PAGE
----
The ABC reports on global warming conference in Cairns:
A foundation of facts established that ocean temperatures have climbed by half a degree in the past decade, ocean acidity has increased by 25 per cent and sea levels have risen by around 30 centimetres.
(Thanks to readers John and Steve.)
Half a degree rise in ocean temperature over the past decade? More “solid foundations”? In fact, try just 0.33 of a degree over a century:
ScienceDaily (Apr. 1, 2012) — A new study contrasting ocean temperature readings of the 1870s with temperatures of the modern seas reveals an upward trend of global ocean warming spanning at least 100 years.
The research led by Scripps Institution of Oceanography at UC San Diego physical oceanographer Dean Roemmich shows a .33-degree Celsius (.59-degree Fahrenheit) average increase in the upper portions of the ocean to 700 meters (2,300 feet) depth. The increase was largest at the ocean surface, .59-degree Celsius (1.1-degree Fahrenheit), decreasing to .12-degree Celsius (.22-degree Fahrenheit) at 900 meters (2,950 feet) depth.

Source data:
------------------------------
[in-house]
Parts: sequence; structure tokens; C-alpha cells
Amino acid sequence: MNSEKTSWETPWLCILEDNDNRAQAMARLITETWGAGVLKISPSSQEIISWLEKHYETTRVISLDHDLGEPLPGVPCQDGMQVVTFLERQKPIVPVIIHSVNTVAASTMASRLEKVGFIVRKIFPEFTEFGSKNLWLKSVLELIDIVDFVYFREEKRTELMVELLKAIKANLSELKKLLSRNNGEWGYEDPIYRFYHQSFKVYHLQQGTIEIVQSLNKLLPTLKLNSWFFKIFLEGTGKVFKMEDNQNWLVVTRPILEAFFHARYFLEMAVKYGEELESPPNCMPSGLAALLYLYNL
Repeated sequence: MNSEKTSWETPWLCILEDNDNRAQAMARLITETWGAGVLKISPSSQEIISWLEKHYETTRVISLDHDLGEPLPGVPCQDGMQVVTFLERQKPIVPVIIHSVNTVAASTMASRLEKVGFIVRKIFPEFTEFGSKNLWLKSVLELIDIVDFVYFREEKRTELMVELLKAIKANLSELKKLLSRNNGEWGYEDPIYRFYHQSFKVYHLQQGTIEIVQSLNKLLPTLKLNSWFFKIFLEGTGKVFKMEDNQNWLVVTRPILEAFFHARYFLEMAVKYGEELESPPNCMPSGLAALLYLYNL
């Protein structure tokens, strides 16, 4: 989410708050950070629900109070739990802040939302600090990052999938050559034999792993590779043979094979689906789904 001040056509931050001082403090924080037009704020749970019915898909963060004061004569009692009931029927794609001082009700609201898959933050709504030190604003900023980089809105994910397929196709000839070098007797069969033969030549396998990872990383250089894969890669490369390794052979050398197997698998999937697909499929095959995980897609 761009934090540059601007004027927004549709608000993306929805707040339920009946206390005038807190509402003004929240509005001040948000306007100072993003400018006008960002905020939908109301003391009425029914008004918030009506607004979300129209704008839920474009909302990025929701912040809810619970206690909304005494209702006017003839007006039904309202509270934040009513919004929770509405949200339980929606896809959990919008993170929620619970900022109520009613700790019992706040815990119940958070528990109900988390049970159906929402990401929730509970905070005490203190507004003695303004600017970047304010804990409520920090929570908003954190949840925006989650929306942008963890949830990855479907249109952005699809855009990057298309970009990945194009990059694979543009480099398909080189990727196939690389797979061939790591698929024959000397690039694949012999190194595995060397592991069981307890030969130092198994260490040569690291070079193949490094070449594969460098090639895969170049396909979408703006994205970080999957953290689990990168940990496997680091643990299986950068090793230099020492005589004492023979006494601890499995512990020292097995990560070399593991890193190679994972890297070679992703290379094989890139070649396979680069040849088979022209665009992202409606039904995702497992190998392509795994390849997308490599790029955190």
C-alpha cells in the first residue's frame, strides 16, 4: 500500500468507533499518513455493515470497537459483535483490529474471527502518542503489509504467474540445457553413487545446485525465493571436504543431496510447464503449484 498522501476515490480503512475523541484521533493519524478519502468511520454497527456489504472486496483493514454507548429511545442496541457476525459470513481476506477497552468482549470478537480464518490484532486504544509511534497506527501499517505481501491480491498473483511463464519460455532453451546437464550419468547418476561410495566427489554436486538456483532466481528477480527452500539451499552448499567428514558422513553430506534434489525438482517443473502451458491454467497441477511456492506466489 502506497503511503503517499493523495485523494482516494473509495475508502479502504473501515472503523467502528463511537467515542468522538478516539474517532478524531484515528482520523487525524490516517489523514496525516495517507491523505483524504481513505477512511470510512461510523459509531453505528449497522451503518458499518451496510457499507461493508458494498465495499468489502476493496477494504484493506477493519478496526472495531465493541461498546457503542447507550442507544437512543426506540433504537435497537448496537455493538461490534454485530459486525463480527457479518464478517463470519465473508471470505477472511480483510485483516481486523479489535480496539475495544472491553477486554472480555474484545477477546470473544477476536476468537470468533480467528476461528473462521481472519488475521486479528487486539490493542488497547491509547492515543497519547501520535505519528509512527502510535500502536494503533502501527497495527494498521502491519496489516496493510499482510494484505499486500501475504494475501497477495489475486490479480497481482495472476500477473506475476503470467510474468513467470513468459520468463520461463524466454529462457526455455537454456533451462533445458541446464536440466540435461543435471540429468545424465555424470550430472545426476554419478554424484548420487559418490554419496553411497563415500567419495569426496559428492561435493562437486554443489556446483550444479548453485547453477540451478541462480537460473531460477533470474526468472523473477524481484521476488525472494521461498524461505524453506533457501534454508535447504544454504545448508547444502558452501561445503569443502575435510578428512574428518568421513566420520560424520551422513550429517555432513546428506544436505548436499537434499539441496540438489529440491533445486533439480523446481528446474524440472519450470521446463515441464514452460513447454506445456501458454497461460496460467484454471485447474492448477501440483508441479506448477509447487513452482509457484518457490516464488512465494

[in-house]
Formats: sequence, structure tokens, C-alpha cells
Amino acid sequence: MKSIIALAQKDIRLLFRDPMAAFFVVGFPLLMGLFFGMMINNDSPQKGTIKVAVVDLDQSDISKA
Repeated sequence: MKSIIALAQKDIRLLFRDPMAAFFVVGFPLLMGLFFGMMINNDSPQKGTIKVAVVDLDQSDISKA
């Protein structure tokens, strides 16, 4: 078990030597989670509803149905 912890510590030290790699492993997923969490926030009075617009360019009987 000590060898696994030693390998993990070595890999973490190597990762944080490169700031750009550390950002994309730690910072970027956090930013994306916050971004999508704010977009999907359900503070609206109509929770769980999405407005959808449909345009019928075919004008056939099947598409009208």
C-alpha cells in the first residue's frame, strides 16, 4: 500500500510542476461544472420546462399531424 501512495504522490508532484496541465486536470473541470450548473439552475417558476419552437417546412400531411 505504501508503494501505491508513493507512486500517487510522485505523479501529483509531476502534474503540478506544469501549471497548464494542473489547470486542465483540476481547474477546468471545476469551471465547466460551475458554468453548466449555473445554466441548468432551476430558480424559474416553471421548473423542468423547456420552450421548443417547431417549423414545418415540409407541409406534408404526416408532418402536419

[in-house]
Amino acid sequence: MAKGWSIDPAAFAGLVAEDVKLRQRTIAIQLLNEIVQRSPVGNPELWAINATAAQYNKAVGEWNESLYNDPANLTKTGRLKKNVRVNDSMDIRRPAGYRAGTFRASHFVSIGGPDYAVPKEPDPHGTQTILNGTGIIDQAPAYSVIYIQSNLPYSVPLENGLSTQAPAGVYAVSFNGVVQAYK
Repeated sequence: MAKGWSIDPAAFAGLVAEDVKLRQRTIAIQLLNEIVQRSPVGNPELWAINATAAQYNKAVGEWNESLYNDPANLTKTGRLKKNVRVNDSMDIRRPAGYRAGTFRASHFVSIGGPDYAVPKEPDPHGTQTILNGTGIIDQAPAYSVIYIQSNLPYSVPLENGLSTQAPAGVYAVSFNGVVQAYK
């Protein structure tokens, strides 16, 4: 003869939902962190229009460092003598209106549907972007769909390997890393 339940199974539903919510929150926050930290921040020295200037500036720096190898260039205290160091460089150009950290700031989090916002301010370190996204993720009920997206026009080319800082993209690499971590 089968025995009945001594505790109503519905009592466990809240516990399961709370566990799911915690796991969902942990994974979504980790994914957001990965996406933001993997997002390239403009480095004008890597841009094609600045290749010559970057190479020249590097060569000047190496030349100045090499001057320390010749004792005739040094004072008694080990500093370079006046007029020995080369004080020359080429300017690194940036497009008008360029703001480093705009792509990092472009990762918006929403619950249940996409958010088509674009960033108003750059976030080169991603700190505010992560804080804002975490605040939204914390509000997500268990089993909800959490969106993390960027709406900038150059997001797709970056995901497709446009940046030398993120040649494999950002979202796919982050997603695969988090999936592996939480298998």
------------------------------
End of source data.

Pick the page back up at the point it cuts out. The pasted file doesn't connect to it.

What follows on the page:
What the hell is going on up in Cairns?
(Thanks to reader Steve.)
I’m astonished that a reporter covering this conference could simply pass on claims that are clearly preposterous. But the ABC now makes dramatic revisions to its report that once boasted of “a foundation of facts”, so that every one of the three claims made have been scaled down:
Editor’s note: This story has been amended to correct assertions attributed to the consensus statement, most notably that the statement referred to changes over the past century, not decade.
The report now reads:
The consensus statement established that ocean temperatures have climbed by half a degree in the past century, ocean acidity has increased due to atmospheric carbon dioxide and sea levels have risen by about 18 centimetres.
Suddenly there is a very modest warming in line with historical trends, an assertion of some unspecified rise in acidity and a very modest rise in sea levels of just 1.8mm a year – also about in line with natural trends.
From alarm to “what’s the worry?”.
I wonder. Without the Internet and blogs, would these corrections have been made?
(Again, thanks to reader Steve and also Peter. Nice win.)